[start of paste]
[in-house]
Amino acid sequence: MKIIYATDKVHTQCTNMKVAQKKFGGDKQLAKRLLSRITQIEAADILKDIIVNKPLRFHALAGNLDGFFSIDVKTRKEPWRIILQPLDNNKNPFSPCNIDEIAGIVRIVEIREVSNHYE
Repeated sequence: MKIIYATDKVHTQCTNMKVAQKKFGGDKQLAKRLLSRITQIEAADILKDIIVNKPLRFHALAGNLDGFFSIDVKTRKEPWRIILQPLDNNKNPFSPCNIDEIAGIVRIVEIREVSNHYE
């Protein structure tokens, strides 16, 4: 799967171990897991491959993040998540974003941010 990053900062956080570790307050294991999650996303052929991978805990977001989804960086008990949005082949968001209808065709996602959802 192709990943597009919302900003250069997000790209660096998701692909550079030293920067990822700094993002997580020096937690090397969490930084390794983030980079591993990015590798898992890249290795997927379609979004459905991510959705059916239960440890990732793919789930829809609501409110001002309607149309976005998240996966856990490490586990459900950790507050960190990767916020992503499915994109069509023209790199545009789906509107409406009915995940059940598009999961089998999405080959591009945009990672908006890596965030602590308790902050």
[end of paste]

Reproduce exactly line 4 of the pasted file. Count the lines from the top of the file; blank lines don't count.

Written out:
């Protein structure tokens, strides 16, 4: 799967171990897991491959993040998540974003941010 990053900062956080570790307050294991999650996303052929991978805990977001989804960086008990949005082949968001209808065709996602959802 192709990943597009919302900003250069997000790209660096998701692909550079030293920067990822700094993002997580020096937690090397969490930084390794983030980079591993990015590798898992890249290795997927379609979004459905991510959705059916239960440890990732793919789930829809609501409110001002309607149309976005998240996966856990490490586990459900950790507050960190990767916020992503499915994109069509023209790199545009789906509107409406009915995940059940598009999961089998999405080959591009945009990672908006890596965030602590308790902050």